Any interaction involves three primary components: the individual units, the individual relationships among units, and the collective whole of the individual units and their relationships. Although different types of interactions involve different types of units and relationships, these components define the core pattern of interactions.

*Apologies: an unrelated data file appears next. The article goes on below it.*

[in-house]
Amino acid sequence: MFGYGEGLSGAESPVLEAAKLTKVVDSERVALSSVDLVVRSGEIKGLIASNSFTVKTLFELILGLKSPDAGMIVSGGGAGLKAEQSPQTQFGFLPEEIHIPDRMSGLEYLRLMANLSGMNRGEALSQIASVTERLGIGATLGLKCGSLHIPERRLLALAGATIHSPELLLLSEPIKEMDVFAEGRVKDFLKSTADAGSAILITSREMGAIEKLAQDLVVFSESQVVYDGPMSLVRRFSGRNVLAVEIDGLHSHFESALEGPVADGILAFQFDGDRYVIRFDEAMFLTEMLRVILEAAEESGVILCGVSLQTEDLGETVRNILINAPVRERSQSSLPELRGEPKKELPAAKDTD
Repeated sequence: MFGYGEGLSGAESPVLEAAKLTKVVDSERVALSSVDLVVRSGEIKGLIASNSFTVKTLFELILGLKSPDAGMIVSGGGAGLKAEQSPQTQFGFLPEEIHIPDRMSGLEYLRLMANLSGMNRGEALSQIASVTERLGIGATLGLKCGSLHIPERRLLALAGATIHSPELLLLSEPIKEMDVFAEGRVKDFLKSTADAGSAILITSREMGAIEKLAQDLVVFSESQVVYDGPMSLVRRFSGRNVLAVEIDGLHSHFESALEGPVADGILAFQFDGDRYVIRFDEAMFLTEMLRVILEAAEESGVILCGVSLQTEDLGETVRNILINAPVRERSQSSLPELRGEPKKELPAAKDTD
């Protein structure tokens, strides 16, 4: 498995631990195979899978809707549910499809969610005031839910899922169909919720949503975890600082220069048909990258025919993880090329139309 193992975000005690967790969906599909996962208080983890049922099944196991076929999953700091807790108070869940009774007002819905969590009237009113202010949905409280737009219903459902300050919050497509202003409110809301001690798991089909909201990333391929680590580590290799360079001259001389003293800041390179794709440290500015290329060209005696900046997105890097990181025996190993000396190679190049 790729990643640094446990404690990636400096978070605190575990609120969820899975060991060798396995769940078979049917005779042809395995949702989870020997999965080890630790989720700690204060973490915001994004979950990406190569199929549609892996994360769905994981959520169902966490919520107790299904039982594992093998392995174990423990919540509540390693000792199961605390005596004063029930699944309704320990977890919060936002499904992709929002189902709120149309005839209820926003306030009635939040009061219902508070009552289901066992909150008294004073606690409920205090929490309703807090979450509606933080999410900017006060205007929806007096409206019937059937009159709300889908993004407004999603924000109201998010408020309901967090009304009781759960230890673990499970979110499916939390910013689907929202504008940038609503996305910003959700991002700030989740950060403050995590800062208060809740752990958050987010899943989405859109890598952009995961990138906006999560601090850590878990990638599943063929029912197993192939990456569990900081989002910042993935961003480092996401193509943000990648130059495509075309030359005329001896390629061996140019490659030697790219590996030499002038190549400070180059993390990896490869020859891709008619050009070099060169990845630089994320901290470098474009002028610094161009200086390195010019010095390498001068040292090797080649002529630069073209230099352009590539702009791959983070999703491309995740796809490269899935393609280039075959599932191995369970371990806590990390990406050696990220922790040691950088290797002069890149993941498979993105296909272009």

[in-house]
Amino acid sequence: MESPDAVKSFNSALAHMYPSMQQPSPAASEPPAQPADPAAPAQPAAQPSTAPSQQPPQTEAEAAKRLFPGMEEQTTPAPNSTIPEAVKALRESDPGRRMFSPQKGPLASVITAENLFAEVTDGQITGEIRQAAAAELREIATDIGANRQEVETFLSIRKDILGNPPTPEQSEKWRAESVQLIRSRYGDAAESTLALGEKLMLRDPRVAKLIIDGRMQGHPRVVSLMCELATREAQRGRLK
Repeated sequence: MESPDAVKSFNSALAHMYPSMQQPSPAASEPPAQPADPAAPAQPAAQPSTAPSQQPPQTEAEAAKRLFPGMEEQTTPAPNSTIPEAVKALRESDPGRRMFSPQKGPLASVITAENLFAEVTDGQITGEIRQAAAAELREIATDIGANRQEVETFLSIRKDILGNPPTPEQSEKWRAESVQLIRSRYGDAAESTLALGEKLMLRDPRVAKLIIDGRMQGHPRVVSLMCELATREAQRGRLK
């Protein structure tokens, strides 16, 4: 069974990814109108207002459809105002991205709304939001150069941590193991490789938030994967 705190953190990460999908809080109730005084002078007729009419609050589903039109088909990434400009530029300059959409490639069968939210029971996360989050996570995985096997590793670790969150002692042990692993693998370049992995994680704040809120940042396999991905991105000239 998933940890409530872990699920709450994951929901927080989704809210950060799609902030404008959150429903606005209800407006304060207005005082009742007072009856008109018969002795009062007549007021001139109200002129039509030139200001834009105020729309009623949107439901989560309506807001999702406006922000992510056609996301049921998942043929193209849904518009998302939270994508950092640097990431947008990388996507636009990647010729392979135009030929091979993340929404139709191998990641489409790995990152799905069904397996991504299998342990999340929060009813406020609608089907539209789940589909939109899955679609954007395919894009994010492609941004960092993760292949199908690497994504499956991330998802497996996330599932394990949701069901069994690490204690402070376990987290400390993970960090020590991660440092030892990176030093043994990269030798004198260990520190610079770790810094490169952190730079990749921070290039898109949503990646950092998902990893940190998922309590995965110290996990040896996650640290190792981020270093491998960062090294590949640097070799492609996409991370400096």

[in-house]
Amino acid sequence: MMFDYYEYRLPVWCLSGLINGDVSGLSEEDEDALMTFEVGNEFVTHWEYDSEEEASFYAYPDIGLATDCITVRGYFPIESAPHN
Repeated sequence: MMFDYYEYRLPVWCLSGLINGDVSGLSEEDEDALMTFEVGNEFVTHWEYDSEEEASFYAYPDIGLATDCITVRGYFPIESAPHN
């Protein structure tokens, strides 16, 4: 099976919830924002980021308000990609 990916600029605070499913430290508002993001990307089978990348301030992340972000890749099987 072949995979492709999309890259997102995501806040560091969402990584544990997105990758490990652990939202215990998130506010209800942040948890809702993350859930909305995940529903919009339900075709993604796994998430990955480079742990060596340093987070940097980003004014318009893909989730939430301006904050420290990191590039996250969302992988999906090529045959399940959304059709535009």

This core pattern can be compared to simple mathematics, which involves the terms (numbers and/or variables), the expressions (terms and operations), and the solution of an equation. In this comparison, terms represent units, expressions represent the relationships among units, and the solution is a synthesis of the units and their relationships. Although mathematics is a specific context, the comparison suggests the variety and complexity of potential interactions that can be derived from this core pattern.